By Ambar Warrick
Investing.com-- Copper prices fell sharply on Monday amid growing civil unrest in China over renewed COVID-19 lockdowns, while gold prices edged lower as markets awaited more signals on U.S. monetary policy from key economic data this week.
Copper futures expiring in March sank 1.3% to $3.5835 a pound by 18:50 ET (23:50 GMT), trading near a three-week low as traders feared more demand destruction in China.
China is facing a wave of civil disobedience over its strict zero-COVID policy, with demonstrators and police clashing in several major cities amid growing public discontent over lockdown measures.
The zero-COVID policy saw a slew of lockdown measures imposed over the past three years, which severely disrupted economic activity and the movement of people.
This also dented China’s appetite for commodity imports, hurting copper prices with the prospect of weakening demand. Potentially violent protests in the country now present another headwind to economic growth.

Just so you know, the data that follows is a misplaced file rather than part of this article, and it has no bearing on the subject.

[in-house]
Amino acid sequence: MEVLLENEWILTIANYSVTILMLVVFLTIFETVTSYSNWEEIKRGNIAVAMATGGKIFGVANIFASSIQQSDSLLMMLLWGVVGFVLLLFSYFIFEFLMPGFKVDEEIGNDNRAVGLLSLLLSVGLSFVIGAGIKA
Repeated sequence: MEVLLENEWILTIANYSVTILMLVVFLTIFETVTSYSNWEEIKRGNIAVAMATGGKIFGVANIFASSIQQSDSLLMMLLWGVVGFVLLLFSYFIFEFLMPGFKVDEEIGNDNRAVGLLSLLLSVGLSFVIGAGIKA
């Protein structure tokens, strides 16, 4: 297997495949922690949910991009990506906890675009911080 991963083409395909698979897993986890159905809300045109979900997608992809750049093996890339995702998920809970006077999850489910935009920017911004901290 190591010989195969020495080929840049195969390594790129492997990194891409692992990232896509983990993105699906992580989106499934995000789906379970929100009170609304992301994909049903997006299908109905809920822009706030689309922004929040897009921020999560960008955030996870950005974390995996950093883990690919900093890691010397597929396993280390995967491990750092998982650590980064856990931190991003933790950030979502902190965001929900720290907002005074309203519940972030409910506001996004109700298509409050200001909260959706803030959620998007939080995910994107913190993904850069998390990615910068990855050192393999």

Copper is trading down nearly 20% so far this year, as slowing economic growth across the world, due to rising inflation and interest rates, also weighed on metal demand.
Markets largely brushed off signs of tightening copper supply, as major mines in Chile and Peru curbed production.
But the main point of focus will be key U.S. nonfarm payrolls data on Friday. Continued signs of strength in the labor market give the Fed enough space to keep raising interest rates, which is negative for metal markets.
Spot gold fell 0.2% to $1,752.08 an ounce, while gold futures fell 0.2% to $1,751.85 an ounce. Gold prices saw mild backwardation, where spot prices traded higher than futures prices, as the expiration of the December contract grows closer.
Signals from the Fed that it willin the coming months was a positive sign for gold prices, with the yellow metal rallying sharply in the past two weeks.
But uncertainty over where U.S. interest rates will peak spurred some profit taking in bullion prices, especially with U.S. inflation still trending well above the Fed's target range.
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